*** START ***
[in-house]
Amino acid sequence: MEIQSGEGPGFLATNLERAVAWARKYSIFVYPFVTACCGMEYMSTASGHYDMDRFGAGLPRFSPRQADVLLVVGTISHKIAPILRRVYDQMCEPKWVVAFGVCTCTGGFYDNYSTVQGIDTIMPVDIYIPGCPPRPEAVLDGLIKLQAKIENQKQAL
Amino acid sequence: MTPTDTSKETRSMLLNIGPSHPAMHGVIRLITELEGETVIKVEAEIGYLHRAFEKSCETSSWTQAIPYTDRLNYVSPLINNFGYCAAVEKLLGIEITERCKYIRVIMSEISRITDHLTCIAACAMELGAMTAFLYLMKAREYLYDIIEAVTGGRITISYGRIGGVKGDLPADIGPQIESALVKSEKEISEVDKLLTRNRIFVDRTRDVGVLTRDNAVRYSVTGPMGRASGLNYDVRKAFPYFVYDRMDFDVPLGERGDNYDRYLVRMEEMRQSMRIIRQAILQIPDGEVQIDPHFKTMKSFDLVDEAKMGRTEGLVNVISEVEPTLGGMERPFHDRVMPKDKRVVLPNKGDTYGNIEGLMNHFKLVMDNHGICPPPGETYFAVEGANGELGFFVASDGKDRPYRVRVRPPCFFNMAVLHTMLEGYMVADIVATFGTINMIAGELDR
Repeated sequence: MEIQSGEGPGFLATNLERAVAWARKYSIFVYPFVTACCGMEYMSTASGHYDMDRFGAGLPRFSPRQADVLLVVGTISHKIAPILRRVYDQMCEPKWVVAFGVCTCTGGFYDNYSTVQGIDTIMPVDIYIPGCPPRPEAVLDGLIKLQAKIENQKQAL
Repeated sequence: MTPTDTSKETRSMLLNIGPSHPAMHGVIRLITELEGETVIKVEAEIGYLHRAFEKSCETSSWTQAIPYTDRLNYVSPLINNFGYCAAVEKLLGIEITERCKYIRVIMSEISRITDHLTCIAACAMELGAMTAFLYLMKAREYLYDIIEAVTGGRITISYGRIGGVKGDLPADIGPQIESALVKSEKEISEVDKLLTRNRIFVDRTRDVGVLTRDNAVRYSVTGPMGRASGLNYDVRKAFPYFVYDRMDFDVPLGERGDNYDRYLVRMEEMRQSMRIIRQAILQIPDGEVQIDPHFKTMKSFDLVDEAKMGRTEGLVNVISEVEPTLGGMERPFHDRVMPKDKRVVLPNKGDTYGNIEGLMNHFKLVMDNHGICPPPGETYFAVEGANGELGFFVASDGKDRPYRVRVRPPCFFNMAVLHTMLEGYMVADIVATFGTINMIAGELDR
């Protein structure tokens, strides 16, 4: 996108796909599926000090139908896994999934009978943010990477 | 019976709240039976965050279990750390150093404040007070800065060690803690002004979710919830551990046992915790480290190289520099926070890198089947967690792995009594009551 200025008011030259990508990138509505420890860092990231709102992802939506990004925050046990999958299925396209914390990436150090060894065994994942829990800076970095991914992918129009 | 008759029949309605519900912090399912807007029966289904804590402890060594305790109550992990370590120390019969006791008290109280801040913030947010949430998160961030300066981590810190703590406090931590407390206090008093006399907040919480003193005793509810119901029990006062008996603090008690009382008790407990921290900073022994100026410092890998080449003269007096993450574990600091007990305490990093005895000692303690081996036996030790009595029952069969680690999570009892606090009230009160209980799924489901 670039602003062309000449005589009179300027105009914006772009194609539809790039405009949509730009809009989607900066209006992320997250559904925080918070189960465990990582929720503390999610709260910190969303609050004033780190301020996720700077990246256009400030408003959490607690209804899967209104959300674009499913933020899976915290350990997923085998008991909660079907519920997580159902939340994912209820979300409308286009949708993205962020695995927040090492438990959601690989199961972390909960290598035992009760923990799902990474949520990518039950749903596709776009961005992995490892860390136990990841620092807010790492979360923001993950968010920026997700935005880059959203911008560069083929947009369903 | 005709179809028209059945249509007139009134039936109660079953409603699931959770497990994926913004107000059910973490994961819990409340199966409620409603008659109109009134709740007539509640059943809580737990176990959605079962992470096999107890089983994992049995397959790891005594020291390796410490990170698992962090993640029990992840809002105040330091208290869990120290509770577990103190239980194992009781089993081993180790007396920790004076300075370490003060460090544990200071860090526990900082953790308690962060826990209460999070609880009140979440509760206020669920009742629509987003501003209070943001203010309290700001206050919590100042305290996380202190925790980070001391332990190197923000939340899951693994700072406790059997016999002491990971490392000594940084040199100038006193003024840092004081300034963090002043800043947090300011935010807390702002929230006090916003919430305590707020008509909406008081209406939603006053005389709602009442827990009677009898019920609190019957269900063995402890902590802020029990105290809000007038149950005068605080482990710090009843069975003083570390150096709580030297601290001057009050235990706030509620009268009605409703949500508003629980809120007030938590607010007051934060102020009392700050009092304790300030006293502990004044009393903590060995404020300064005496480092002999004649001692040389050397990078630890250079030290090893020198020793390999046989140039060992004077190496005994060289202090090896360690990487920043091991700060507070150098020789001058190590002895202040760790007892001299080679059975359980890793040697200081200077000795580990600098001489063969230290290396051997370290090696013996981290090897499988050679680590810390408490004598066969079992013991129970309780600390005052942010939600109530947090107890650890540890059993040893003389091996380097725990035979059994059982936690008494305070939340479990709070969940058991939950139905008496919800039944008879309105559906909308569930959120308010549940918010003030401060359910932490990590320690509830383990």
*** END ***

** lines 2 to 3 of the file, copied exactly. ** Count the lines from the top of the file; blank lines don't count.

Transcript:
Amino acid sequence: MEIQSGEGPGFLATNLERAVAWARKYSIFVYPFVTACCGMEYMSTASGHYDMDRFGAGLPRFSPRQADVLLVVGTISHKIAPILRRVYDQMCEPKWVVAFGVCTCTGGFYDNYSTVQGIDTIMPVDIYIPGCPPRPEAVLDGLIKLQAKIENQKQAL
Amino acid sequence: MTPTDTSKETRSMLLNIGPSHPAMHGVIRLITELEGETVIKVEAEIGYLHRAFEKSCETSSWTQAIPYTDRLNYVSPLINNFGYCAAVEKLLGIEITERCKYIRVIMSEISRITDHLTCIAACAMELGAMTAFLYLMKAREYLYDIIEAVTGGRITISYGRIGGVKGDLPADIGPQIESALVKSEKEISEVDKLLTRNRIFVDRTRDVGVLTRDNAVRYSVTGPMGRASGLNYDVRKAFPYFVYDRMDFDVPLGERGDNYDRYLVRMEEMRQSMRIIRQAILQIPDGEVQIDPHFKTMKSFDLVDEAKMGRTEGLVNVISEVEPTLGGMERPFHDRVMPKDKRVVLPNKGDTYGNIEGLMNHFKLVMDNHGICPPPGETYFAVEGANGELGFFVASDGKDRPYRVRVRPPCFFNMAVLHTMLEGYMVADIVATFGTINMIAGELDR